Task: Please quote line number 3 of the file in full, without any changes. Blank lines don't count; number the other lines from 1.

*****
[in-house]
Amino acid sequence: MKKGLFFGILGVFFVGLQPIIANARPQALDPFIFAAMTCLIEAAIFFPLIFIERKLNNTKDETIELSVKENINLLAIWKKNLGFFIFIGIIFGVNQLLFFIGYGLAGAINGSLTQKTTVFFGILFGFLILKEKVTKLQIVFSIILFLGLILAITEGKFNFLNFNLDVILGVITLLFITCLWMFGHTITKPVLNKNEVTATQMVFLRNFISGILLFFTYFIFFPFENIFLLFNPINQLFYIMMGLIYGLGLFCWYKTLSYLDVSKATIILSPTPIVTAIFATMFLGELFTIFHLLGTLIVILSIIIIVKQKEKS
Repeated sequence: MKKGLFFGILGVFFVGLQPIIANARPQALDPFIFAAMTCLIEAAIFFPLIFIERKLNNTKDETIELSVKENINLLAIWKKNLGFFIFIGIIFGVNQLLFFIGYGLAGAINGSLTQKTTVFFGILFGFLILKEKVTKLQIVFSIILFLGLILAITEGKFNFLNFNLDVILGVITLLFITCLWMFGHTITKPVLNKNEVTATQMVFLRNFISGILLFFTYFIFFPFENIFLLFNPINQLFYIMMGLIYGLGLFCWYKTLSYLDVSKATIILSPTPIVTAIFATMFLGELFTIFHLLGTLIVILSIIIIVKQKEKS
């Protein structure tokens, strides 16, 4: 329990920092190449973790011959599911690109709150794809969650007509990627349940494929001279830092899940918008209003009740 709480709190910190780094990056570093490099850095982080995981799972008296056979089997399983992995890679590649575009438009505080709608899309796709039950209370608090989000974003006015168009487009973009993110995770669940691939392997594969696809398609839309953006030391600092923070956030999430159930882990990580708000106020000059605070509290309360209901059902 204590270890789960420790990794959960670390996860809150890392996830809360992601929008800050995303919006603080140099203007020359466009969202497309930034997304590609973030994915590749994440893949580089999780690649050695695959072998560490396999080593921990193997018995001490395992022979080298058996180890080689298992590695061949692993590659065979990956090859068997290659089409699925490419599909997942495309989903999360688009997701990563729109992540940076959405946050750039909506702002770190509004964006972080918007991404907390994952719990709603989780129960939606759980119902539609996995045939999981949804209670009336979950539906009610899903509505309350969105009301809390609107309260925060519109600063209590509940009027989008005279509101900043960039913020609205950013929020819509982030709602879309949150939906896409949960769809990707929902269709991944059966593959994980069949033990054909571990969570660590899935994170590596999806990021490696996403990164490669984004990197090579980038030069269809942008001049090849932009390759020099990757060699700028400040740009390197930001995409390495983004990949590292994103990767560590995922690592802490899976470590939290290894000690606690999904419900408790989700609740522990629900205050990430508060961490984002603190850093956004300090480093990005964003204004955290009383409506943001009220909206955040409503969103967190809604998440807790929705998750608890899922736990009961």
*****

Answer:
Repeated sequence: MKKGLFFGILGVFFVGLQPIIANARPQALDPFIFAAMTCLIEAAIFFPLIFIERKLNNTKDETIELSVKENINLLAIWKKNLGFFIFIGIIFGVNQLLFFIGYGLAGAINGSLTQKTTVFFGILFGFLILKEKVTKLQIVFSIILFLGLILAITEGKFNFLNFNLDVILGVITLLFITCLWMFGHTITKPVLNKNEVTATQMVFLRNFISGILLFFTYFIFFPFENIFLLFNPINQLFYIMMGLIYGLGLFCWYKTLSYLDVSKATIILSPTPIVTAIFATMFLGELFTIFHLLGTLIVILSIIIIVKQKEKS